|China's poultry industry is feeling the pain from climbing H7N9 fears.|
China's poultry industry is feeling the pain from climbing H7N9 fears, with industry losses amounting to 10 billion yuan ($1.62 billion) in the one week after the H7N9 outbreak, Southern Metropolis Daily said Saturday, citing data from China Animal Agriculture Association.
This is only direct losses, and the real impact of the disease will be far more than that, Ma Chuang, deputy secretary-general at the Chinese Association of Animal Science and Veterinary Medicine, told the Global Times.
Many consumers have been reluctant to eat poultry since the H7N9 avian influenza outbreak started in late March, and some restaurants have stopped offering poultry dishes - leading to a major decline in both poultry prices and consumption.
For instance, the price for yellow feather chicken has fallen to around 3.6 yuan per kilogram at present, far below its cost price of 12.6 yuan per kilogram, which means that poultry farmers will suffer losses of around 15 yuan for each yellow feather chicken they sell, Ma said.
China's authorities have been taking precautions to halt the spread of the deadly disease. Some local governments have issued bans on poultry transportation and live poultry markets have been closed in cities like Beijing and Shanghai.
The widespread fears as well as the government's bans on poultry trading have cast a shadow over the whole industrial chain of the poultry industry.
"Many of my clients have cancelled their orders for baby chickens, and it is hard to sell nowadays even after I have lowered my prices again and again," Wu Yunming, a Beijing-based poultry farm owner, told the Global Times.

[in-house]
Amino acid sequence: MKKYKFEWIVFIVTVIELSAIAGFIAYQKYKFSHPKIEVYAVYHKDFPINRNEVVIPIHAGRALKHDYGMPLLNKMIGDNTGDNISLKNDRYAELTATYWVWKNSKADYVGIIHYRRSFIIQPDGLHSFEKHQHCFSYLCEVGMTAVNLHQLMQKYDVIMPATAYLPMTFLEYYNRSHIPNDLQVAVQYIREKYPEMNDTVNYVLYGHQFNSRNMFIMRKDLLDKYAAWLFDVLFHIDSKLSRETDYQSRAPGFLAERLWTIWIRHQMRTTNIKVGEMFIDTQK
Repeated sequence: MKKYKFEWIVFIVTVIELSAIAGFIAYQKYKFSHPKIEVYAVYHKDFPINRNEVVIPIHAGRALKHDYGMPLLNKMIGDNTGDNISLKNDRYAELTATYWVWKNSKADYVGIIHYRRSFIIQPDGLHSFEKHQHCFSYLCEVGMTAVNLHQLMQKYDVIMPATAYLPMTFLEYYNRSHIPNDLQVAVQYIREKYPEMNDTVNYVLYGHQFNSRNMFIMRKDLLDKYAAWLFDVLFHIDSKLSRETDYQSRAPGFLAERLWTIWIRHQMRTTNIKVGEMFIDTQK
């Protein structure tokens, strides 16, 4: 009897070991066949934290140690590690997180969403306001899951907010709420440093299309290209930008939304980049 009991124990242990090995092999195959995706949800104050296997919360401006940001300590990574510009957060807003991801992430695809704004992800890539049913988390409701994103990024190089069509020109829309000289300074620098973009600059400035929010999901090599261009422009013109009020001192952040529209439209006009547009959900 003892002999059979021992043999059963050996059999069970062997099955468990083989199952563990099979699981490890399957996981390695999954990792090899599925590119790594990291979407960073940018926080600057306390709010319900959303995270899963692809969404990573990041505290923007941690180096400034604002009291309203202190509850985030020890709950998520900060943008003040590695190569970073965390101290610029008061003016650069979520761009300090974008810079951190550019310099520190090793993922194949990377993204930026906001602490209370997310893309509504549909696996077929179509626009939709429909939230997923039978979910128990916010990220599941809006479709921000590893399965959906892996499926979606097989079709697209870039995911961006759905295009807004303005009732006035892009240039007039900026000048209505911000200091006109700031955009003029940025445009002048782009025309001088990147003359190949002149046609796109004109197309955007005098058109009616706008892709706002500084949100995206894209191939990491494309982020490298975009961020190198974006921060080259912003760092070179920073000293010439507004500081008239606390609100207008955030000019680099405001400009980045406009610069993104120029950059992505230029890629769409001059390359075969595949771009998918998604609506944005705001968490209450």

Wu said that he has to slaughter around 30,000 day-old chickens every three days as raising them will be cost-prohibitive when his company has lost around 400,000 yuan during the H7N9 influenza outbreak, a major hit for a small company.
Ducklings have also been slaughtered in some eastern provinces such as Fujian, media reports said.
Ma anticipated that the negative sentiment toward poultry products would last for at least two or three months. "What is more alarming is that it will be hard for poultry farmers to resume production capacity when the outbreak gradually fades away, as many of them have had to abandon some production capacity at present," said Ma.
Listed companies involved in the poultry sector have seen their stock prices tumbling over the past two weeks. Henan-based Chuying Agro-Pastoral Group saw its share prices drop over 9 percent, and New Hope Liuhe Co has also reported a share price decline of around 8 percent in this period.
As of 6pm Sunday, the H7N9 influenza has affected 60 patients while 13 of them have died.
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